By Danielle Crittenden Frum
Last week I wrote a swooning review of Zahav restaurant in Philly’s Society Hill neighborhood, the brilliant invention of Michael Solomonov, one of the most creative chefs of his generation. — Eating at Zahav was supposed to be just one of many stops on a tour of Jewish sites of the city. Philadelphia has a rich Jewish history, dating back to Colonial times, and I’d hoped to explore more of it.
With much of the city smothered under snow, however, Zahav ended up being the main highlight of the visit (although I suspect even without the snow it would still be). Despite the weather I was able to visit three other Solomonov restaurants: a hummus bar called Dizengoff (named for the famed street in Tel Aviv); Federal Donuts; and Abe Fisher, where Solomonov serves his take on American Ashkenazy cuisine.
All had the benefit of being right next door to my hotel in central Philadelphia, on Sansom Street. My son, a college senior in the area, joined me for the day of touring. We started with lunch at Dizengoff. Compared to Zahav, Dizengoff is a modest, lunch-counter type of place. Selection is limited: Hummus with a choice of toppings, fresh pita, chopped salad and some Israeli pickles, washed down with a choice of draft beer, soda or homemade lemonade. In short: Perfection. Solomonov’s hummus is as good as you get in the pita dens of Jaffa and Akko. My son avidly agreed.
Conveniently located directly across the street from Dizengoff, is another Solomonov franchise, the equally modest Federal Donuts. If, upon wiping the last smears of hummus from the corners of your mouth, you decide: Hey, I’d like a coffee! And: Maybe a donut! — they are right there, done to the same Solomonovian standard. Idiosyncratically, Federal’s menu also offers fried chicken. It could be the best fried chicken in the world — and I suspect it comes pretty close — but I won’t know, as I had no room left for it. Instead, while my son hailed us a taxi to the next stop on the tour, I fetched us coffee and a sampling of donuts to go.
For the record, I eat a donut maybe once a decade. It’s not that I don’t like them — to me, there is no more perfectly suited companion to a cup of coffee than a warm cinnamon or glazed donut (perhaps that’s because I grew up in Canada, where donuts are close to the national food). Nonetheless, in the interests of journalism, I asked for not one annual but three donuts at a serving: One, a glazed donut, and two others deep-fried to order. Franklin offers both choices, with the flavors of each varying from day to day. When we were there, the hot choices included sugared strawberry and apple-cinnamon. I ordered both.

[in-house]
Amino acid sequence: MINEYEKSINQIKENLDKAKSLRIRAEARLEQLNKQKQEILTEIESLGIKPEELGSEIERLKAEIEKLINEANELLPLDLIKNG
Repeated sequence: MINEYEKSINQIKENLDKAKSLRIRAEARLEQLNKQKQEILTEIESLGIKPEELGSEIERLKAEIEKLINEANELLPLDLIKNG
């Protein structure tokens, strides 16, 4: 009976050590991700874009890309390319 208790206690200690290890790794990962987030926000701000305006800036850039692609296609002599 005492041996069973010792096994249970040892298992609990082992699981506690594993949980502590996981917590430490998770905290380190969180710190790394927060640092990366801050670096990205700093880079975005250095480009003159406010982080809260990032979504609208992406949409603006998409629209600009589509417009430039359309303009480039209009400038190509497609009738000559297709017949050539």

My son was already in the back seat of the taxi when I came out, bearing two cardboard cups of strong coffee and a paper bag of donuts. As I bundled in beside him, the aroma from the take-out bag was overwhelming. The taxi driver’s nose kept twitching in the direction of the back seat. As we journeyed to the next stop — The National Museum of Jewish History — I carefully tore pieces of the donuts for us to sample. We munched them in reverent silence. Warm or cold they were just crispy enough on the outside, dense and moist on the inside, and sugary without being cloyingly sweet.
“Krispy Kreme good?” I asked my son, between mouthfuls. “Like, when Dad took you guys to the factory that time at Hanukkah and you ate them right when they were still hot …?”
“Bebber,” he replied, his mouth full. “Way bebber ban Bispy Beam.”
“Would you like to finish these?” I asked the driver when we stopped in front of the museum. The remaining donuts were whisked away into Philly traffic, where I’m sure they didn’t live long. It explains why there are now five locations of Federal Donuts.
The Jewish museum had been recommended as a good site and it was. A large segment of it is devoted to the Jewish contribution to American culture: movies, music, comedy etc. The take away is: American Jews didn’t just contribute to American culture — they invented it! But as my son and I wandered through the exhibits, we were still talking about the donuts — and of the meal we were going to eat that night at Abe Fisher. Perhaps we should have been an exhibit ourselves, as examples of how Jews are always anticipating their next meal.